# Find the limit $\displaystyle \lim_{x \to 0^+} (\sin x)^\frac1{\ln x}$

Find the limit $\displaystyle \lim_{x \to0^+} (\sin x)^{\large {\frac1 {\ln x}}}$

Here's what I did:

\begin{align}\lim_{x \to 0^+} (\sin x)^{\large \frac1{\ln x}}&(1) =\lim e^{\large {\ln( { (\sin x)^\frac1{\ln x}})}} \ \ \\ &(2) = \lim_{x \to0^+} e^{\large {{\frac1{\ln x}}\ln( { (\sin x)})}} \ \ \\ & (3)= \lim_{x \to0^+} e^{\large {\frac{\ln\sin x}{\ln x}}} \ \ \\ &(4) = \lim_{x \to0^+} e^{\large {\ln\frac{ \sin x}{ x}}} \ \\ & (5)= \lim_{x \to0^+} \frac{ \sin x}{ x} = 1 \end{align}

But I know this is wrong because when I plot it it goes to e.

I am now stuck on step 3.

PS: we can't use derivation or integration, nor Taylor's theorem because we haven't covered that.

Your mistake is in the fourth equality: It is not true that

$$\ln \left(\frac a b\right) = \frac{\ln a}{\ln b}$$

METHOD 1: l'Hopital's Rule

So, you have: $$\lim \exp(\frac{\ln(\sin(x))}{\ln(x)}) \\ = \lim \exp(\frac{\cos(x)/\sin(x)}{1/x}) \\ = \lim \exp(\frac{\cos(x)\cdot x}{\sin(x)}) \\ = \exp(\lim [(\frac{\sin(x)}{x})^{-1}\cdot \cos(x)]) =\exp(1).$$

METHOD 2: Squeeze Theorem and Taylor's Theorem

As in method 1, we have $$\lim \exp(\frac{\ln(\sin(x))}{\ln(x)}) \\ \leq \lim \exp(\frac{\ln(x)}{\ln(x)}) = e.$$

Also, $$\lim \exp(\frac{\ln(\sin(x))}{\ln(x)}) \\ \geq \lim \exp(\frac{\ln(x)+\ln(1-x^2/6)}{\ln(x)}) \\ \geq e\cdot \lim \exp(\frac{-x^2/6-x^4/(72(1+(x^2/6))^2)}{x}) \\ \geq e\cdot \exp( \lim (-x/6-x^3/(72(1+(x^2/6))^2))) = e\cdot 1 = e.$$

• I never saw this exp notation... Commented Dec 13, 2013 at 21:21
• Well, $\exp(x) = e^x$. Nothing new here. Commented Dec 13, 2013 at 21:21
• OK, how can you break the ln into these fractions ? Commented Dec 13, 2013 at 21:22
• You can't. Here you want to use l'Hopital's Rule. Commented Dec 13, 2013 at 21:23
• Oh I see. We'll we can't use derivations yet because we haven't covered that. Commented Dec 13, 2013 at 21:24

continuing from step 3 we have $$\displaystyle = \lim_{x \to0^+} e^{\large {\frac{\ln \sin x}{\ln x}}}$$ $$=\displaystyle e^{\lim_{x \to0^+} {\large {\frac{\ln \sin x}{\ln x}}}}$$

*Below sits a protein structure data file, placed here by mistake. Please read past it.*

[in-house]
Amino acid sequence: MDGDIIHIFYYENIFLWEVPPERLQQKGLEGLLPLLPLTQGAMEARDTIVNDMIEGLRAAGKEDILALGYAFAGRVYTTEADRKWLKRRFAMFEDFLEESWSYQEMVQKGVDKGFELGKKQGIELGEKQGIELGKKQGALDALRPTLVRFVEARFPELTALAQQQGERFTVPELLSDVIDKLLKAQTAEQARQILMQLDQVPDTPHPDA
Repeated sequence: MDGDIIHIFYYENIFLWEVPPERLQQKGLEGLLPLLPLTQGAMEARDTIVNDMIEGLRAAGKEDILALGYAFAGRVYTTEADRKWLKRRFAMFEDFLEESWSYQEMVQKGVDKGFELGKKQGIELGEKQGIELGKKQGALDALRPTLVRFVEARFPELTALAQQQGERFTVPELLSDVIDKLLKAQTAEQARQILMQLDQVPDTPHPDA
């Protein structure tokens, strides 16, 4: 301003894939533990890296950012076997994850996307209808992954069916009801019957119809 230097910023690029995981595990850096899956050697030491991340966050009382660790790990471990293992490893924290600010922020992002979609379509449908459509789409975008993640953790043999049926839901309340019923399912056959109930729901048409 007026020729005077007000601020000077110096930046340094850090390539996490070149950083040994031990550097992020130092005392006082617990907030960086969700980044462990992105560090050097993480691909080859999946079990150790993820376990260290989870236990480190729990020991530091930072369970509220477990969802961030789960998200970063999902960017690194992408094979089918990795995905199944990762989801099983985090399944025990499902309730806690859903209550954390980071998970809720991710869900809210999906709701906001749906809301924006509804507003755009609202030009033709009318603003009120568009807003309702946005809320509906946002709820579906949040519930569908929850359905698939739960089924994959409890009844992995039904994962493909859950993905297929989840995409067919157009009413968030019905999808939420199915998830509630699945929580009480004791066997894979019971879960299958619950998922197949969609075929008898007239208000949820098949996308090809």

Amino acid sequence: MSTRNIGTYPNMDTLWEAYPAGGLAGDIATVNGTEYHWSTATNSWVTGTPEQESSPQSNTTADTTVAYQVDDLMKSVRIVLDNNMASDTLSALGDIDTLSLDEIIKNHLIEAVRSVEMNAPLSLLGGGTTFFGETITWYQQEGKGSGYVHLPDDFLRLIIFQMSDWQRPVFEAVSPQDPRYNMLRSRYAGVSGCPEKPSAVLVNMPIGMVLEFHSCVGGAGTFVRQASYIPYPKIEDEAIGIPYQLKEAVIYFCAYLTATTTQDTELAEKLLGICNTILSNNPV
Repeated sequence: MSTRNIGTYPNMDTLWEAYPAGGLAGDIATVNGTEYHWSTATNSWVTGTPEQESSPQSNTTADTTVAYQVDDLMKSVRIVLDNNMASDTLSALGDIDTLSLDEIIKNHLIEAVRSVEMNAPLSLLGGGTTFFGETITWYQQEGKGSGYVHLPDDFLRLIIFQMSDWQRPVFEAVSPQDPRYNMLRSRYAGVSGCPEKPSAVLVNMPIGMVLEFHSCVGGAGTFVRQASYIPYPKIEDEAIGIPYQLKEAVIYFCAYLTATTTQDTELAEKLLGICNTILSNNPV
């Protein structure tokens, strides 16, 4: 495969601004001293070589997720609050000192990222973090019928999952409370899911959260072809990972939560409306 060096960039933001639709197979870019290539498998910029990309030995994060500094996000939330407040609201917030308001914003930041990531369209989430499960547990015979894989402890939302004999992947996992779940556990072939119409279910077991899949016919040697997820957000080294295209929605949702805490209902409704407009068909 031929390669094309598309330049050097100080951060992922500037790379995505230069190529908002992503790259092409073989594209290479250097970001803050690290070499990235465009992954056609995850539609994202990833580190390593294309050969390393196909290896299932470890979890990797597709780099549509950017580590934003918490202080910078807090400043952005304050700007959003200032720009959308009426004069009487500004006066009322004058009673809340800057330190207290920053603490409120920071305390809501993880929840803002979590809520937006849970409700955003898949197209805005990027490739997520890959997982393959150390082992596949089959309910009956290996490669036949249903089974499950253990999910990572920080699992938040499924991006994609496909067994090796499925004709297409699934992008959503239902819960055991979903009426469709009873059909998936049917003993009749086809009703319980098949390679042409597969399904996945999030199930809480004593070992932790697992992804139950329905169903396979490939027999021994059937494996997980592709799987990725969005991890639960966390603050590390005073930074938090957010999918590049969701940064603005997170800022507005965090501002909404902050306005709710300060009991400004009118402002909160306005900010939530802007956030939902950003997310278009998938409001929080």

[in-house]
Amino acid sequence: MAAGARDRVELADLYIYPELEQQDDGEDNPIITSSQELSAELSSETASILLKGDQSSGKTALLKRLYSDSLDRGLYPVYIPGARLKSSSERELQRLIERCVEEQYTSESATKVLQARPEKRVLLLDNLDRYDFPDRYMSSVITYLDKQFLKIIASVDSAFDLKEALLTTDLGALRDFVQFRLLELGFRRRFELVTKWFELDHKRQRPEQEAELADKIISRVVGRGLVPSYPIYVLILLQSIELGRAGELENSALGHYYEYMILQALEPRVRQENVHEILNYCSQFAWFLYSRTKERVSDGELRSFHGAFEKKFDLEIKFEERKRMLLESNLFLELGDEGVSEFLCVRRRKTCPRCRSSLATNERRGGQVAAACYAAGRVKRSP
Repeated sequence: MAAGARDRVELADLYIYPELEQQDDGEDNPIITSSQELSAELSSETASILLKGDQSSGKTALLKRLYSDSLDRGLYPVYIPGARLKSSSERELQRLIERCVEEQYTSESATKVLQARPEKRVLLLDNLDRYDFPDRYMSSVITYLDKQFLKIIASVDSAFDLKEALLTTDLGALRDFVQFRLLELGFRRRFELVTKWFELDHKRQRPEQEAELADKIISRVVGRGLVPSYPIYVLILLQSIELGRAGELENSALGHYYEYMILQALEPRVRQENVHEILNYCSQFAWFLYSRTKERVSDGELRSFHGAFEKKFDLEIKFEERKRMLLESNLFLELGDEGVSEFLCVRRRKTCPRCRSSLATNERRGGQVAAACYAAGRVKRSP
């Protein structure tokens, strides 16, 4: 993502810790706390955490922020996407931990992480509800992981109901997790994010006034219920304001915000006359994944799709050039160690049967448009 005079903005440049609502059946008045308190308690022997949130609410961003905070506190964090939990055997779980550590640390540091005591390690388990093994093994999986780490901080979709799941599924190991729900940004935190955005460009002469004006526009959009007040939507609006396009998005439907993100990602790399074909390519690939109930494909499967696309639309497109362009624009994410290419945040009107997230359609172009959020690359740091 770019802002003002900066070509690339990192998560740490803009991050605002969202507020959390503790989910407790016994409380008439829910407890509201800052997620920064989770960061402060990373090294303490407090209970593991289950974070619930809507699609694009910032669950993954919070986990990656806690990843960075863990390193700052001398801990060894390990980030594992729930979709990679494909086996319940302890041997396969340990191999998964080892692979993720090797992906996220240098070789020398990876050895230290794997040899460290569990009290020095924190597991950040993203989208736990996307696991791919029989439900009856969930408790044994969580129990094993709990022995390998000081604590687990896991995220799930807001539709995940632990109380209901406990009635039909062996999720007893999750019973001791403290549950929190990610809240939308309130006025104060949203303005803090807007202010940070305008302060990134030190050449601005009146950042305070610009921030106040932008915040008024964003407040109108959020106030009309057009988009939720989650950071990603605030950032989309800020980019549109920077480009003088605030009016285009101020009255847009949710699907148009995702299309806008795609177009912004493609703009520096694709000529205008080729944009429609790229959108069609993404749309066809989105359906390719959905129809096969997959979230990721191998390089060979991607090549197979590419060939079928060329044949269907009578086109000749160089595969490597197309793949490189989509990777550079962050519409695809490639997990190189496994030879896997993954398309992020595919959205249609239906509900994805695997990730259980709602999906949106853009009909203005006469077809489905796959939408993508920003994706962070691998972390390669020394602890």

So the problem boils down to evaluating $$=\displaystyle \lim_{x \to0^+} {\large {\frac{\ln \sin x}{\ln x}}}$$

I claim that for $0<x<\pi/2$ that the following holds $$\sin x \lt x \lt \tan x$$
In figure 1, we let $OC=OA=1$. In other words, $Arc\:CA=x$ is an arc of a unit circle. The shortest distance from point $C$ to line $AO$ is line $CE=\sin x$ (because $CE\perp OA$). Another path from point $C$ to line $OA$ is arc $CA$ (which is longer than CE because it is not the shortest path). So we have at the very least $$\sin x \lt x$$ Now we need to show that line $BA=\tan x \gt x$.
Lines $AD$ and $CD$ are both tangent to arc $CA$. $CD+DA$ is longer than arc $CA$ because the set of points bound by sector $OCA \subset$the set of points bound by quadrilateral $OCDA$, both of which are convex sets. This means that the perimeter of quadrilateral $OCDA$ must be longer than the perimeter of the sector $OCA$ (as per Archimedes, On the Sphere and Cylinder Book I). But both the sector and the quadrilateral both have sides $OC$ and $OA$, so we have $$CA=x<DC+DA$$ But $BD>CD$ because it is the hypotenuse in $\triangle BCD$ we have $$\tan x = BA = BD+DA\gt CD+DA \gt CA=x \gt \sin x$$

Because $\sin x$ is closer to zero than $x$ which is closer to zero than $\tan x$, $\ln \sin x$ must be closer to $-\infty$ than $\ln x$ which must be closer to $-\infty$ than $\ln\tan x$, so we have $$\ln\sin x \lt \ln x \lt \ln\tan x$$ $$\ln\sin x \lt \ln x \lt \ln\frac{\sin x}{\cos x}$$ $$\ln\sin x \lt \ln x \lt \ln\sin x - \ln\cos x$$ $$\frac{\ln\sin x}{\ln x} \gt 1 \gt \frac{\ln\sin x}{\ln x} - \frac{\ln\cos x}{\ln x}$$ or $$\frac{\ln\sin x}{\ln x} - \frac{\ln\cos x}{\ln x}\lt 1 \lt \frac{\ln\sin x}{\ln x}$$ But $$\lim_{x \to0^+}\frac{\ln\cos x}{\ln x}=0$$ so we have $$\lim_{x \to0^+}\frac{\ln\sin x}{\ln x} \le 1 \le \lim_{x \to0^+}\frac{\ln\sin x}{\ln x}$$ which implies that $$\lim_{x \to0^+}\frac{\ln\sin x}{\ln x} = 1$$ thus $$\displaystyle \lim_{x \to0^+}\bigg(\sin x\bigg)^{\frac{\displaystyle 1}{\displaystyle\ln x}} = e$$

• Very nice answer. Commented Apr 30, 2014 at 17:17

Without using hopital or calculus we can do it this way:

For x we have $\sin(x) \le x$ and so therefore $\ln(\sin(x)) \le \ln(x)$ therefore: $(\sin(x))^{1/\ln(x)} \le e$

but $\frac{\sin(x)}{x} \le \frac{\ln(\sin(x))}{\ln(x)}$ because $a/b \le \log_b(a)$

therefore $e^{\frac{\sin(x)}{x}} \le (\sin(x))^{\frac{1}{\ln(x)}} \le e$

and now by the squeeze theorem $\lim_{x \to 0^+} (\sin(x))^{\frac{1}{\ln(x)}} = e$

• Why is that true: $(\sin(x))^{1/\ln(x)} \le e$ ? Commented Dec 14, 2013 at 21:55
• $\ln(\sin(x))/\ln(x) \le 1$ therefore $(\sin(x))^{1/\ln(x)} = e^{\ln(\sin(x))/\ln(x)} \le e^1 = e$ Commented Dec 14, 2013 at 21:59
• $a/b \le \log_b(a)$ isn't true. $\ln x > x/e$ ? Commented Dec 23, 2013 at 19:44
• $-5<-3,$ but $\frac{-5}{-3}>1$. Commented Oct 28, 2020 at 14:28